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The world of retail banking has rapidly changed over recent years and continues to do so. The age-old days of a physical branch being the sole route to consumer financial products are well and truly behind us. Indeed, the latest reports from the BBC revealed that over 600 branches have closed in the last year as customers move to online banking.

According to a recent survey of 7,000 people by Fujitsu, more than a third of European consumers would move away from a bank that did not offer up-to-date technology. And thanks to the universal Current Account Switch Service, introduced in 2013, retaining customer loyalty is more problematic than ever. Against this backdrop, the sector has witnessed the rise of ‘Challenger Banks’, with upstarts such as Virgin Money and Metro Bank luring consumers both on and off-line with their vibrant branding and super-efficient fintech systems.

Customer requirements are changing as they seek out the quickest and easiest route to managing funds. Consumers now expect a tailored, personalised online experience reflecting that which we would have previously expected in person. Aside from the changing direction of investment now required of banks, this has had a direct impact on the talent needed in this field.

According to advisory firm KPMG, smaller banks, including Aldermore, Metro, OneSavings and Shawbrook, delivered a 17 per cent Return on Equity (ROE) last year, up from 15.8 per cent in 2014. By contrast, the big five banks, produced a ROE of 4.6 per cent in 2015, up from 2.8 per cent. This is arguably because the new banks can provide faster, superior services than the incumbents, which are bogged down by archaic IT systems as well as inefficient internal processes.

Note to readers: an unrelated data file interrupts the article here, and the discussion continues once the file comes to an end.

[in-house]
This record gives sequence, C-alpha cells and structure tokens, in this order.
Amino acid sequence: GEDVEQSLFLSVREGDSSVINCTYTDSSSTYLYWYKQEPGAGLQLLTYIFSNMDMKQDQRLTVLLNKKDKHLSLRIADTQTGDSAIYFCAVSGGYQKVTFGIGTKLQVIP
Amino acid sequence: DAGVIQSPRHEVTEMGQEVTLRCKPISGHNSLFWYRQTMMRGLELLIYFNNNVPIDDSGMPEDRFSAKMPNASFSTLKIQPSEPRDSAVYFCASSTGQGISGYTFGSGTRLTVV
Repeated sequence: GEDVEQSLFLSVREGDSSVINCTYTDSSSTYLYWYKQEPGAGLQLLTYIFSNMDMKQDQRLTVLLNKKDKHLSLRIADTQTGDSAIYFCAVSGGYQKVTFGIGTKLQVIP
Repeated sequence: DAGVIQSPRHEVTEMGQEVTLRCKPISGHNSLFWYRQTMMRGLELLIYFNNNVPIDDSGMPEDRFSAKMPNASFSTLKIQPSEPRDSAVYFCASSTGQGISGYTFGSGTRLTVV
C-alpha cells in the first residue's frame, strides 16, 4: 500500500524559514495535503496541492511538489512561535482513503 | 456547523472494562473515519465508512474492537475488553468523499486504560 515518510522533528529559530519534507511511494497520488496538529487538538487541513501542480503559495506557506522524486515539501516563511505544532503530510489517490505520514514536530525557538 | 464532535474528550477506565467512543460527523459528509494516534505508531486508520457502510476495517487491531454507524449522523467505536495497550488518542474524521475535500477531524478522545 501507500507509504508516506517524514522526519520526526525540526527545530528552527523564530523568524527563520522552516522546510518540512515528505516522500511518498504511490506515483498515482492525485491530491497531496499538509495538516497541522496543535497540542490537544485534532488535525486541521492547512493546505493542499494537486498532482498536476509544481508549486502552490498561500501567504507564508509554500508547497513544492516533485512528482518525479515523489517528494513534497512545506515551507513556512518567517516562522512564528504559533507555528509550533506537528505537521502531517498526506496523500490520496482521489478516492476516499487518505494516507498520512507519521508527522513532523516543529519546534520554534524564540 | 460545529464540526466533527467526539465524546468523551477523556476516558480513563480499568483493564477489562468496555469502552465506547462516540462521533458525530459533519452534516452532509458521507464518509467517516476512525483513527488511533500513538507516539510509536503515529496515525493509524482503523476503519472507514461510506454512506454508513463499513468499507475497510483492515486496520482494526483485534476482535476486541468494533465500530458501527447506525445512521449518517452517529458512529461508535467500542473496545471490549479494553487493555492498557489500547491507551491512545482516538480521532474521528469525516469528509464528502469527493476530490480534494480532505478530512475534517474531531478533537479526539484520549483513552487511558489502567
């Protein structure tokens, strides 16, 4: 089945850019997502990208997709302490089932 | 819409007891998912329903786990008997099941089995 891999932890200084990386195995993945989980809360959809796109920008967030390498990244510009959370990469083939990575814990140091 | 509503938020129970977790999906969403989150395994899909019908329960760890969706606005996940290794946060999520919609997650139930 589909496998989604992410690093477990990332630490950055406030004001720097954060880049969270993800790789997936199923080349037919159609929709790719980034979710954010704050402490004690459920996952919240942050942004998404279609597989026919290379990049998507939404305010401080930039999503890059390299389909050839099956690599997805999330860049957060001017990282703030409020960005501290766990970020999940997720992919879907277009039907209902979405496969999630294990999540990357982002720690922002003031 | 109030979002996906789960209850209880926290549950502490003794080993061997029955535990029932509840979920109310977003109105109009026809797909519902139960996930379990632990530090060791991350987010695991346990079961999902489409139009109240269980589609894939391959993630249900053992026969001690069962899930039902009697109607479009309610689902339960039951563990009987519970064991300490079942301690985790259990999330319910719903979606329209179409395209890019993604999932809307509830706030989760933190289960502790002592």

Traditional banks, as well as their fledging counterparts, now need to source, attract, engage and retain digital experts with a strong understanding of customer engagement in order to provide the best possible consumer experience. And as most of us in this field know, these individuals are in short supply and high demand.

Not only are retail banks now fighting for such talent but other, arguably more ‘sexy’, industries are targeting these experts as well. Big brands such as Google, Apple, Facebook and many more are also after the best digital specialists. And with such well-known household names and some unusual, but attractive, employee value propositions (EVPs) behind them, these global brands are currently winning the battle.

So how can retail banks arm themselves against the competition to secure and hold on to the top digital professionals who will be intrinsic to their success? By taking a similarly rigorous approach to data that they use in shaping the customer experience, but this time applying it to the challenges of talent acquisition in the form of predictive analytics.

Arguably the biggest challenge in attracting such individuals in the first place is that retail banks haven’t historically needed them. As such, they are having to look beyond their normal channels for talent. Undoubtedly, to successfully engage with the right individuals, technology must be utilised.

While some of us may perhaps be wary of relying too heavily on tech in relation to people processes such as hiring, the simple fact is that with digital talent in particular, this is essential. And for employers, it is often more efficient and cost effective in the long run.